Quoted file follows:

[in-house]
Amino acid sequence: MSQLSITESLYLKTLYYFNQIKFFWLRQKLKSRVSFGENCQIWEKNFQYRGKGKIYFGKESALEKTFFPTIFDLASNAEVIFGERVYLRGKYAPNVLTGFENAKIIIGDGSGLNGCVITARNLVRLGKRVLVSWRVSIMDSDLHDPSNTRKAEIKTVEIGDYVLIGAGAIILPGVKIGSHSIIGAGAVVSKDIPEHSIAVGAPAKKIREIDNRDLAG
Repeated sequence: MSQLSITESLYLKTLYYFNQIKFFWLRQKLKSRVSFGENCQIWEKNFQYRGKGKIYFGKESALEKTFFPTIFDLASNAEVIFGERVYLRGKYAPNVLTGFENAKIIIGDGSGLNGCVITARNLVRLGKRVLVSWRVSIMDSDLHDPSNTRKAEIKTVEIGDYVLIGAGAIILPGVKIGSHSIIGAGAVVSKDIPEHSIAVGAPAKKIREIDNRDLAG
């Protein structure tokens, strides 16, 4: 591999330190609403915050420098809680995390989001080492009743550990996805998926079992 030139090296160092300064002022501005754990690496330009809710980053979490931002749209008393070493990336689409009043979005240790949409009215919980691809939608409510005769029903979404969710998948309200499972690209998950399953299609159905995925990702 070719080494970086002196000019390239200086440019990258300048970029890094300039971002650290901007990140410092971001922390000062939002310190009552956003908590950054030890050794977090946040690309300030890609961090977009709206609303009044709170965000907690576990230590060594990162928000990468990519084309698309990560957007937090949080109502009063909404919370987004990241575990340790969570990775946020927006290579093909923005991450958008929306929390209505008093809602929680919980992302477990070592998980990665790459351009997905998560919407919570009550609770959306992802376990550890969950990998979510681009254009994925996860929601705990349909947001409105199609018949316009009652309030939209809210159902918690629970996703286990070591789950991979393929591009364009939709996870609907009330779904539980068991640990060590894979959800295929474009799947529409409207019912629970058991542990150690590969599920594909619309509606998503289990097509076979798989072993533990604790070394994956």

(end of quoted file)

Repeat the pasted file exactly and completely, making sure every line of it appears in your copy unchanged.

[in-house]
Amino acid sequence: MSQLSITESLYLKTLYYFNQIKFFWLRQKLKSRVSFGENCQIWEKNFQYRGKGKIYFGKESALEKTFFPTIFDLASNAEVIFGERVYLRGKYAPNVLTGFENAKIIIGDGSGLNGCVITARNLVRLGKRVLVSWRVSIMDSDLHDPSNTRKAEIKTVEIGDYVLIGAGAIILPGVKIGSHSIIGAGAVVSKDIPEHSIAVGAPAKKIREIDNRDLAG
Repeated sequence: MSQLSITESLYLKTLYYFNQIKFFWLRQKLKSRVSFGENCQIWEKNFQYRGKGKIYFGKESALEKTFFPTIFDLASNAEVIFGERVYLRGKYAPNVLTGFENAKIIIGDGSGLNGCVITARNLVRLGKRVLVSWRVSIMDSDLHDPSNTRKAEIKTVEIGDYVLIGAGAIILPGVKIGSHSIIGAGAVVSKDIPEHSIAVGAPAKKIREIDNRDLAG
């Protein structure tokens, strides 16, 4: 591999330190609403915050420098809680995390989001080492009743550990996805998926079992 030139090296160092300064002022501005754990690496330009809710980053979490931002749209008393070493990336689409009043979005240790949409009215919980691809939608409510005769029903979404969710998948309200499972690209998950399953299609159905995925990702 070719080494970086002196000019390239200086440019990258300048970029890094300039971002650290901007990140410092971001922390000062939002310190009552956003908590950054030890050794977090946040690309300030890609961090977009709206609303009044709170965000907690576990230590060594990162928000990468990519084309698309990560957007937090949080109502009063909404919370987004990241575990340790969570990775946020927006290579093909923005991450958008929306929390209505008093809602929680919980992302477990070592998980990665790459351009997905998560919407919570009550609770959306992802376990550890969950990998979510681009254009994925996860929601705990349909947001409105199609018949316009009652309030939209809210159902918690629970996703286990070591789950991979393929591009364009939709996870609907009330779904539980068991640990060590894979959800295929474009799947529409409207019912629970058991542990150690590969599920594909619309509606998503289990097509076979798989072993533990604790070394994956």